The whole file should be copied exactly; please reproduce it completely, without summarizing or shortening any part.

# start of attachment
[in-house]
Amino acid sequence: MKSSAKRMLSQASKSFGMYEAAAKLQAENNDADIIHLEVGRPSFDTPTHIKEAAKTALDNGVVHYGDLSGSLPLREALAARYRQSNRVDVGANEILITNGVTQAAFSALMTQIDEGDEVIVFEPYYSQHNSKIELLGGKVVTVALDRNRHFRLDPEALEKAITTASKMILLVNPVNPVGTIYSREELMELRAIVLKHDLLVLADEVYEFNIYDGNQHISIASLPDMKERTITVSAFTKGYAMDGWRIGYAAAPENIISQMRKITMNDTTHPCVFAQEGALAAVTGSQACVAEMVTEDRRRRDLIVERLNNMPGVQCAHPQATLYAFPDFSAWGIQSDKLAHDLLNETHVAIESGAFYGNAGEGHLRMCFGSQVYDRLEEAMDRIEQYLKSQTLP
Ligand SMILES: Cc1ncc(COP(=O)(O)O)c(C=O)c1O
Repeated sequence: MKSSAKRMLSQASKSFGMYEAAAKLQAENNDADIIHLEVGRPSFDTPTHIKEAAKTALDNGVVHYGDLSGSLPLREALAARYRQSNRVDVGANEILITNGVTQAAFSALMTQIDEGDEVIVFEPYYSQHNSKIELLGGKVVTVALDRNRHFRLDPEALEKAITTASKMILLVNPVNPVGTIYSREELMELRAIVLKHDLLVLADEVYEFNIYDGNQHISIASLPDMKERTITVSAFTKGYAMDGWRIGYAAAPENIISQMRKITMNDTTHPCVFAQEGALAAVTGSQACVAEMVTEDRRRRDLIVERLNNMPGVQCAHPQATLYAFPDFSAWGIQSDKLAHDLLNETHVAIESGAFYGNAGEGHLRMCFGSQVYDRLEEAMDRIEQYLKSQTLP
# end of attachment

[in-house]
Amino acid sequence: MKSSAKRMLSQASKSFGMYEAAAKLQAENNDADIIHLEVGRPSFDTPTHIKEAAKTALDNGVVHYGDLSGSLPLREALAARYRQSNRVDVGANEILITNGVTQAAFSALMTQIDEGDEVIVFEPYYSQHNSKIELLGGKVVTVALDRNRHFRLDPEALEKAITTASKMILLVNPVNPVGTIYSREELMELRAIVLKHDLLVLADEVYEFNIYDGNQHISIASLPDMKERTITVSAFTKGYAMDGWRIGYAAAPENIISQMRKITMNDTTHPCVFAQEGALAAVTGSQACVAEMVTEDRRRRDLIVERLNNMPGVQCAHPQATLYAFPDFSAWGIQSDKLAHDLLNETHVAIESGAFYGNAGEGHLRMCFGSQVYDRLEEAMDRIEQYLKSQTLP
Ligand SMILES: Cc1ncc(COP(=O)(O)O)c(C=O)c1O
Repeated sequence: MKSSAKRMLSQASKSFGMYEAAAKLQAENNDADIIHLEVGRPSFDTPTHIKEAAKTALDNGVVHYGDLSGSLPLREALAARYRQSNRVDVGANEILITNGVTQAAFSALMTQIDEGDEVIVFEPYYSQHNSKIELLGGKVVTVALDRNRHFRLDPEALEKAITTASKMILLVNPVNPVGTIYSREELMELRAIVLKHDLLVLADEVYEFNIYDGNQHISIASLPDMKERTITVSAFTKGYAMDGWRIGYAAAPENIISQMRKITMNDTTHPCVFAQEGALAAVTGSQACVAEMVTEDRRRRDLIVERLNNMPGVQCAHPQATLYAFPDFSAWGIQSDKLAHDLLNETHVAIESGAFYGNAGEGHLRMCFGSQVYDRLEEAMDRIEQYLKSQTLP